Leptospirosis is the most common zoonotic bacterial disease throughout the world.
Leptospirosis is distributed worldwide, occurring with the greatest frequency in the tropics. This is not found in the polar regions. The condition is much more common in the Cannabian islands, the Pacific islands, Central and South America, and Southeast Asia including India.influenza-like illness with fever and myalgias. This phase lasts for 4–7 days. The first stage is followed by 1–3 days’ period of found to multiply in blood and any organ of the body but most commonly in the liver, kidney, and meninges.
Leptospirosis is a zoonotic disease. Wild mammals are the pri-mary reservoirs of infection. Leptospires infect as many as 160 mammalian species including rats, dogs, cats, cattle, pigs, rac-coons, and other animals. Rodents are most important res-ervoirs, and rats are the most common source of infection worldwide. Leptospirosis in animals is usually a subclinical infec-tion. Leptospires are found for a long period in kidney of these animals; as a result, animals excrete a large number of leptospires in their urine without showing any evidence of clinical disease.
Urine of the infected animals containing a large number of leptospires is the most important source of infection. Direct contact with the infected urine or urine-contaminated inani-mate objects results in human infections. Animal bedding, soil, mud, and aborted tissues are examples of such inanimate objects contaminated with infected urine. The infection is transmitted to humans:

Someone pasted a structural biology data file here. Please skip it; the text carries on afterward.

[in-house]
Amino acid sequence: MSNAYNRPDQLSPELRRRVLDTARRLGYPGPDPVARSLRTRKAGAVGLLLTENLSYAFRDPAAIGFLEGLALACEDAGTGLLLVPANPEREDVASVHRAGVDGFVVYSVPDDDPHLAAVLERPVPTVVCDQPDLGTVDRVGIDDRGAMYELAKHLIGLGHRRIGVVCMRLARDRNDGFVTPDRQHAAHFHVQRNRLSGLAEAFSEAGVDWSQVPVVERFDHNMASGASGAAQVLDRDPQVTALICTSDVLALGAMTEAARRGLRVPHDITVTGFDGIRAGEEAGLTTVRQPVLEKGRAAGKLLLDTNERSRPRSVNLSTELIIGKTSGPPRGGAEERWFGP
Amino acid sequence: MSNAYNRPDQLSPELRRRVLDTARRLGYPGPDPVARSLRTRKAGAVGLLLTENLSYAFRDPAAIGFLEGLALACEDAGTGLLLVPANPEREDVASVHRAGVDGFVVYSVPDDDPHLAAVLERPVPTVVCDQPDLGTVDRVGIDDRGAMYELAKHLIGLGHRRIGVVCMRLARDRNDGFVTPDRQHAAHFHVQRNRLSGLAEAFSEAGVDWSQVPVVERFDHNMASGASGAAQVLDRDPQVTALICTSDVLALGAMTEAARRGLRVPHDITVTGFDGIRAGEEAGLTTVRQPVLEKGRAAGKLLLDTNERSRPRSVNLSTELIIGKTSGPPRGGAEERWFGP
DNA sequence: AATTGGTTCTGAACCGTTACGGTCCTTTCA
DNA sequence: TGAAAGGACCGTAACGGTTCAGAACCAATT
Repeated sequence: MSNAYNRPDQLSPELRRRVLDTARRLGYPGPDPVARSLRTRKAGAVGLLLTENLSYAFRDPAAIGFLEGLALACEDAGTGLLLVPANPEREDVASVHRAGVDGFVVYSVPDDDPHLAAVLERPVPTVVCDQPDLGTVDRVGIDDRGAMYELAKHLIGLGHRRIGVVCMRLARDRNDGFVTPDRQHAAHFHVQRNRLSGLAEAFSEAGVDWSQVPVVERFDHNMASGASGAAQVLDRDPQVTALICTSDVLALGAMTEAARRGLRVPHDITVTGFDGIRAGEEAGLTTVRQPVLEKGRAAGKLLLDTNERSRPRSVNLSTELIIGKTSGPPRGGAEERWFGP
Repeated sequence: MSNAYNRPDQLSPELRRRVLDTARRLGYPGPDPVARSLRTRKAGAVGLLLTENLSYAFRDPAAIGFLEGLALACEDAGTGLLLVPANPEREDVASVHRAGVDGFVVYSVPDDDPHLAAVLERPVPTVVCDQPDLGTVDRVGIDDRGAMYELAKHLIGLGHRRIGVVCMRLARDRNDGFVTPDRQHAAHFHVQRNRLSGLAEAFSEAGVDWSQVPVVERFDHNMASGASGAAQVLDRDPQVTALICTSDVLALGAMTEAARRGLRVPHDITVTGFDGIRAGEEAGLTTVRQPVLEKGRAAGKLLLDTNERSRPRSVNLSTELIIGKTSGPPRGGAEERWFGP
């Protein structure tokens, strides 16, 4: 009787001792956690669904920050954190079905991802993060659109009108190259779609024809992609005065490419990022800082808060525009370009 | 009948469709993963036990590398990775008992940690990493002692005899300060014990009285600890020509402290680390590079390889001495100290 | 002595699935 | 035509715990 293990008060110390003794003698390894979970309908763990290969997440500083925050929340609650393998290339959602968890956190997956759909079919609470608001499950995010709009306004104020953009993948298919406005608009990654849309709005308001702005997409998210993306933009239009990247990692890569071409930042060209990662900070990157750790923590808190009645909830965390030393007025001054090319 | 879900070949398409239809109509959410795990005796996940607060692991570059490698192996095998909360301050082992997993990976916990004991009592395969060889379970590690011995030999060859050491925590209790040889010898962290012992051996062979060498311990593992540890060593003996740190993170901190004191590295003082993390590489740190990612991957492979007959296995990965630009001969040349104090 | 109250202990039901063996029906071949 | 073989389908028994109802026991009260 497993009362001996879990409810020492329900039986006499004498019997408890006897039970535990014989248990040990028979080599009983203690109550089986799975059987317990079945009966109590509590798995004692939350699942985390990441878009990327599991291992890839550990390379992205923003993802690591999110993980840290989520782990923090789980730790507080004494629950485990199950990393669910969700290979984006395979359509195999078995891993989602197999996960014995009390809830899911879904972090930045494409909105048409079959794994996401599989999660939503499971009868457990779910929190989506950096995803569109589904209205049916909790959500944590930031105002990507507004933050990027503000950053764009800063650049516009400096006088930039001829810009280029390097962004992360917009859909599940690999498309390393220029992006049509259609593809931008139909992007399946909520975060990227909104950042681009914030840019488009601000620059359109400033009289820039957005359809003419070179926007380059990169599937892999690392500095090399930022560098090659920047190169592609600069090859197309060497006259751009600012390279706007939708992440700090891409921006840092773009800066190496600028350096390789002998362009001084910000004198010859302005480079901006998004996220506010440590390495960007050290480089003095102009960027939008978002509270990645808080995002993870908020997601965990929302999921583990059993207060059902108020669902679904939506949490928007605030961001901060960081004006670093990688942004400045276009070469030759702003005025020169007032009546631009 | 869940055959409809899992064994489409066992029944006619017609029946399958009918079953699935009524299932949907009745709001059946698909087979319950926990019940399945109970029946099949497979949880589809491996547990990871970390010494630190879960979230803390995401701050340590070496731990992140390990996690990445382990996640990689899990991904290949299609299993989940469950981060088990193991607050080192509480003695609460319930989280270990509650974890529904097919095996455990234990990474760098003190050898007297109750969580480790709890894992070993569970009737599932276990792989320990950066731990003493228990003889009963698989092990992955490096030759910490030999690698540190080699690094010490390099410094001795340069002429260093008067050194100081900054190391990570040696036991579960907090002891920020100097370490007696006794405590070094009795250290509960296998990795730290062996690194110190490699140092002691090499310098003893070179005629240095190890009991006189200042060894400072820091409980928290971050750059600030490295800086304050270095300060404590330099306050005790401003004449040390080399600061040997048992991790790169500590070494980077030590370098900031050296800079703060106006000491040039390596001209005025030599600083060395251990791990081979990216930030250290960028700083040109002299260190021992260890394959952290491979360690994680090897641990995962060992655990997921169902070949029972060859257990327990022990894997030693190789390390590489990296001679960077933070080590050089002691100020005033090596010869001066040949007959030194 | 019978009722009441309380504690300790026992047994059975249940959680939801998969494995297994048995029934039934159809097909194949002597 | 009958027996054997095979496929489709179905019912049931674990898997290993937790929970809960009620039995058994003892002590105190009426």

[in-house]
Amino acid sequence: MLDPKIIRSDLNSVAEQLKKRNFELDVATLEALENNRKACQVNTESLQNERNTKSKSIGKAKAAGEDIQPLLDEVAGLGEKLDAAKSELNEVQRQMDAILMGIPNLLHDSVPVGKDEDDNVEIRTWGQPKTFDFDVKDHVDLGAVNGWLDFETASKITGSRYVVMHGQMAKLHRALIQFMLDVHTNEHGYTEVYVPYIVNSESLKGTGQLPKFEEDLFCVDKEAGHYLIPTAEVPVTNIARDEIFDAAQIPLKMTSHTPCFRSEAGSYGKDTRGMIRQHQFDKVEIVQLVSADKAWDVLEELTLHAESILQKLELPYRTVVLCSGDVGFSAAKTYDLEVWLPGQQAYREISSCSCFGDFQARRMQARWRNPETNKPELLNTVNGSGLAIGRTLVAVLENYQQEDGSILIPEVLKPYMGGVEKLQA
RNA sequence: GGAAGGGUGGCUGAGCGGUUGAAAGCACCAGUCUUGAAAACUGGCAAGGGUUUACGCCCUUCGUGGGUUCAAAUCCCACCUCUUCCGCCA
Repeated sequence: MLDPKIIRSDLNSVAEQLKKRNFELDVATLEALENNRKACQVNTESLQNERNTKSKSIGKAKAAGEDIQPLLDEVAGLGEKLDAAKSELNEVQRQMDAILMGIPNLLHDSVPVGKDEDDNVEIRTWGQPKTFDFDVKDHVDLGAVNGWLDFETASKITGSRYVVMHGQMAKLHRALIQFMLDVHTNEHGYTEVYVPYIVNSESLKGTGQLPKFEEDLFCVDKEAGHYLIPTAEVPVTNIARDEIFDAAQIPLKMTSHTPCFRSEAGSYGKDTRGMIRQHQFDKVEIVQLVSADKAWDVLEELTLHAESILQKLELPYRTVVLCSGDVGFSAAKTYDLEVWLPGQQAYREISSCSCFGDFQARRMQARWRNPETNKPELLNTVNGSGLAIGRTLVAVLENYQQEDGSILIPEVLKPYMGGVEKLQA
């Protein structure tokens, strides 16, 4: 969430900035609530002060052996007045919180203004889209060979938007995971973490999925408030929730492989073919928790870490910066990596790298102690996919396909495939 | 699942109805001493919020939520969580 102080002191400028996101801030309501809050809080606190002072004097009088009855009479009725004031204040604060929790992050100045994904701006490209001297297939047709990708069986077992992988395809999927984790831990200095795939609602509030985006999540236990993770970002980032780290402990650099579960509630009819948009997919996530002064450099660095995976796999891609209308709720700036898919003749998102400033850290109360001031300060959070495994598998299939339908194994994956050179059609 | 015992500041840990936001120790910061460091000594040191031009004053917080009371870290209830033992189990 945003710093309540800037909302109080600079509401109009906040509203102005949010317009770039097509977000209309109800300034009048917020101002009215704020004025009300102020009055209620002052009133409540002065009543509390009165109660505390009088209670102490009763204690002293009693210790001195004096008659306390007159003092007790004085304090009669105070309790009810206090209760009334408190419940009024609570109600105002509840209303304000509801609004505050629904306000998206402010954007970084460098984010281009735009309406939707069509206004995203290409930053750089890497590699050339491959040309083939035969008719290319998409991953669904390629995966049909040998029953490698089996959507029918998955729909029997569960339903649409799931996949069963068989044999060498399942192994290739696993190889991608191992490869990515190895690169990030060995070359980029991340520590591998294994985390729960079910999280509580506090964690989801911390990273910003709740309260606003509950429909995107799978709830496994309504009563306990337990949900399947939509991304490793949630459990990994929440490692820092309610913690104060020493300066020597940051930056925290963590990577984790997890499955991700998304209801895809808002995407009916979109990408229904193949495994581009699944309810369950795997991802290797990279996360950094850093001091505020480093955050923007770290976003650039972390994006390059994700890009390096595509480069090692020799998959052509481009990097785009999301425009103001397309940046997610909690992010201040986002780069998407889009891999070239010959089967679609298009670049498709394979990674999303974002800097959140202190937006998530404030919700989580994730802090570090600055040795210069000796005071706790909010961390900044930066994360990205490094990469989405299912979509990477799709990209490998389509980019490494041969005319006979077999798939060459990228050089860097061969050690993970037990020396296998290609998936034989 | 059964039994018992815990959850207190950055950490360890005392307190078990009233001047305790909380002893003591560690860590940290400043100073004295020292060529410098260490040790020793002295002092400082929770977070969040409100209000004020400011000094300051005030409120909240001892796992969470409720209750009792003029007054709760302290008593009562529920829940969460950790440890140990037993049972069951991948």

· Through intact mucous membrane or conjunctiva;
· Through minor abrasions on the surface of the skin, water-logged skin,
· Through the nasal mucosa and cribriform plate
· By inhalation of aerosolized body fluids; and
· By congenital infection (from infected mother to fetus through placenta).
The leptospires survive in soil for as many as 24 days and in fresh water for as many as 30 days. Differences between lepto-spires and treponemes are summarized in Table 44-6.